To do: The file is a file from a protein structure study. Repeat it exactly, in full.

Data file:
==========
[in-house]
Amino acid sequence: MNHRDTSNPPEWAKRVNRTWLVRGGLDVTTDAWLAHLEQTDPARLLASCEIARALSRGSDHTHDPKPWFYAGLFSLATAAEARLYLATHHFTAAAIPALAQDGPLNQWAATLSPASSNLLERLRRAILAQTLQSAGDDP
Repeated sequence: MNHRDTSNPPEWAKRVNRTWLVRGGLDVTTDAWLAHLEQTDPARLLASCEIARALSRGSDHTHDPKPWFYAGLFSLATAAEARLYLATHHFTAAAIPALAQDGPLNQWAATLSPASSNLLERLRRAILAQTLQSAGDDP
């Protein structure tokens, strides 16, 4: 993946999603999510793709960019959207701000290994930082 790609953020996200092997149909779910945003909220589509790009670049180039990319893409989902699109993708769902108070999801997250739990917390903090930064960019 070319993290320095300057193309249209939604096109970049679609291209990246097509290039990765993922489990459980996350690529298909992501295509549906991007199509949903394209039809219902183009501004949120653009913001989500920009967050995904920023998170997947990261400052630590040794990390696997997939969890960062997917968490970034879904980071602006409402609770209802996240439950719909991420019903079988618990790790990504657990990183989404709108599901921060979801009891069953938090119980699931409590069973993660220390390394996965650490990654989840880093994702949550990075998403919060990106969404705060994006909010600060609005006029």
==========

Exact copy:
[in-house]
Amino acid sequence: MNHRDTSNPPEWAKRVNRTWLVRGGLDVTTDAWLAHLEQTDPARLLASCEIARALSRGSDHTHDPKPWFYAGLFSLATAAEARLYLATHHFTAAAIPALAQDGPLNQWAATLSPASSNLLERLRRAILAQTLQSAGDDP
Repeated sequence: MNHRDTSNPPEWAKRVNRTWLVRGGLDVTTDAWLAHLEQTDPARLLASCEIARALSRGSDHTHDPKPWFYAGLFSLATAAEARLYLATHHFTAAAIPALAQDGPLNQWAATLSPASSNLLERLRRAILAQTLQSAGDDP
């Protein structure tokens, strides 16, 4: 993946999603999510793709960019959207701000290994930082 790609953020996200092997149909779910945003909220589509790009670049180039990319893409989902699109993708769902108070999801997250739990917390903090930064960019 070319993290320095300057193309249209939604096109970049679609291209990246097509290039990765993922489990459980996350690529298909992501295509549906991007199509949903394209039809219902183009501004949120653009913001989500920009967050995904920023998170997947990261400052630590040794990390696997997939969890960062997917968490970034879904980071602006409402609770209802996240439950719909991420019903079988618990790790990504657990990183989404709108599901921060979801009891069953938090119980699931409590069973993660220390390394996965650490990654989840880093994702949550990075998403919060990106969404705060994006909010600060609005006029």